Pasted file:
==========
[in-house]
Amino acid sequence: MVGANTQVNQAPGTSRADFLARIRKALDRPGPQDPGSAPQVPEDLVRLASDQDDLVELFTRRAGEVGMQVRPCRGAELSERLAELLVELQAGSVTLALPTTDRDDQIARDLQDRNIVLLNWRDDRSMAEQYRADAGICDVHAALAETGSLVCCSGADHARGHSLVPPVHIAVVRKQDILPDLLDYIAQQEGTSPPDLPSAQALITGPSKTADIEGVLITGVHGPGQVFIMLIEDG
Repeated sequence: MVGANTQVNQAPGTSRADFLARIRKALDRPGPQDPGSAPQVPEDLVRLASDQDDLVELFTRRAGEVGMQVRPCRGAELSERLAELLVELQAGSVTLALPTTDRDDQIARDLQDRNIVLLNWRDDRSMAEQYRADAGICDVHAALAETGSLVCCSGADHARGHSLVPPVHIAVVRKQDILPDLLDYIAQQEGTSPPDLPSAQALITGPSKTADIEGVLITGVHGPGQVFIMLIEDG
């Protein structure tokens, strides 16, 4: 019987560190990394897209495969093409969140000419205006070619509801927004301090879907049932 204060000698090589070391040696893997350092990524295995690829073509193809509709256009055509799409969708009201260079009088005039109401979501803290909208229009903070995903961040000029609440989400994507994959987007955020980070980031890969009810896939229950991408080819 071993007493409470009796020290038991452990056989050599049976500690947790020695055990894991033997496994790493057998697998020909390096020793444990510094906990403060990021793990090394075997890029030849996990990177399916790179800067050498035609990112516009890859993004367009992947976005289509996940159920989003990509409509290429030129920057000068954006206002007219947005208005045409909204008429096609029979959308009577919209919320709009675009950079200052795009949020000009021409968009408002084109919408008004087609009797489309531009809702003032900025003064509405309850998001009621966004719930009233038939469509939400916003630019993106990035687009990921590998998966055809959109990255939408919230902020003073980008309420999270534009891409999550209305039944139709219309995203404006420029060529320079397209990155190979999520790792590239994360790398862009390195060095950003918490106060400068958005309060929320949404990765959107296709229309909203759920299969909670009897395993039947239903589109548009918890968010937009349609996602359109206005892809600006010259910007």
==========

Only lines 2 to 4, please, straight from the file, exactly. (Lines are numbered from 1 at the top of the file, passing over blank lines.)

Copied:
Amino acid sequence: MVGANTQVNQAPGTSRADFLARIRKALDRPGPQDPGSAPQVPEDLVRLASDQDDLVELFTRRAGEVGMQVRPCRGAELSERLAELLVELQAGSVTLALPTTDRDDQIARDLQDRNIVLLNWRDDRSMAEQYRADAGICDVHAALAETGSLVCCSGADHARGHSLVPPVHIAVVRKQDILPDLLDYIAQQEGTSPPDLPSAQALITGPSKTADIEGVLITGVHGPGQVFIMLIEDG
Repeated sequence: MVGANTQVNQAPGTSRADFLARIRKALDRPGPQDPGSAPQVPEDLVRLASDQDDLVELFTRRAGEVGMQVRPCRGAELSERLAELLVELQAGSVTLALPTTDRDDQIARDLQDRNIVLLNWRDDRSMAEQYRADAGICDVHAALAETGSLVCCSGADHARGHSLVPPVHIAVVRKQDILPDLLDYIAQQEGTSPPDLPSAQALITGPSKTADIEGVLITGVHGPGQVFIMLIEDG
């Protein structure tokens, strides 16, 4: 019987560190990394897209495969093409969140000419205006070619509801927004301090879907049932 204060000698090589070391040696893997350092990524295995690829073509193809509709256009055509799409969708009201260079009088005039109401979501803290909208229009903070995903961040000029609440989400994507994959987007955020980070980031890969009810896939229950991408080819 071993007493409470009796020290038991452990056989050599049976500690947790020695055990894991033997496994790493057998697998020909390096020793444990510094906990403060990021793990090394075997890029030849996990990177399916790179800067050498035609990112516009890859993004367009992947976005289509996940159920989003990509409509290429030129920057000068954006206002007219947005208005045409909204008429096609029979959308009577919209919320709009675009950079200052795009949020000009021409968009408002084109919408008004087609009797489309531009809702003032900025003064509405309850998001009621966004719930009233038939469509939400916003630019993106990035687009990921590998998966055809959109990255939408919230902020003073980008309420999270534009891409999550209305039944139709219309995203404006420029060529320079397209990155190979999520790792590239994360790398862009390195060095950003918490106060400068958005309060929320949404990765959107296709229309909203759920299969909670009897395993039947239903589109548009918890968010937009349609996602359109206005892809600006010259910007």